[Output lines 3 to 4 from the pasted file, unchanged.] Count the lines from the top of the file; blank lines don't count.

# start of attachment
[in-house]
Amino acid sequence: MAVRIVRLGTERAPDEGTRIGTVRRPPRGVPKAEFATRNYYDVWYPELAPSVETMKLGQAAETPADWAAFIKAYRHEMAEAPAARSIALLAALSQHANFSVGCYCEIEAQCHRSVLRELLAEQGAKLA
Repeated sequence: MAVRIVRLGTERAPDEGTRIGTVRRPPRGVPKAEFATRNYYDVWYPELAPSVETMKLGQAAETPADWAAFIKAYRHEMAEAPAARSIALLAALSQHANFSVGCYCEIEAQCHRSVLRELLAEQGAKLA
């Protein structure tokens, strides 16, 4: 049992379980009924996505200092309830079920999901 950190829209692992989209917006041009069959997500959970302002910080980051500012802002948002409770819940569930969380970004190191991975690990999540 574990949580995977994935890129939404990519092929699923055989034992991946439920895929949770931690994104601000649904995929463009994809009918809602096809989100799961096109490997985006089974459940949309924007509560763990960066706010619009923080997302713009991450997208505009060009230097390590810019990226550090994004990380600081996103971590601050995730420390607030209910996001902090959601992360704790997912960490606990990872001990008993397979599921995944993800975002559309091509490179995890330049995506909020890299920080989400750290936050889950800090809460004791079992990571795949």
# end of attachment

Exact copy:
Repeated sequence: MAVRIVRLGTERAPDEGTRIGTVRRPPRGVPKAEFATRNYYDVWYPELAPSVETMKLGQAAETPADWAAFIKAYRHEMAEAPAARSIALLAALSQHANFSVGCYCEIEAQCHRSVLRELLAEQGAKLA
């Protein structure tokens, strides 16, 4: 049992379980009924996505200092309830079920999901 950190829209692992989209917006041009069959997500959970302002910080980051500012802002948002409770819940569930969380970004190191991975690990999540 574990949580995977994935890129939404990519092929699923055989034992991946439920895929949770931690994104601000649904995929463009994809009918809602096809989100799961096109490997985006089974459940949309924007509560763990960066706010619009923080997302713009991450997208505009060009230097390590810019990226550090994004990380600081996103971590601050995730420390607030209910996001902090959601992360704790997912960490606990990872001990008993397979599921995944993800975002559309091509490179995890330049995506909020890299920080989400750290936050889950800090809460004791079992990571795949």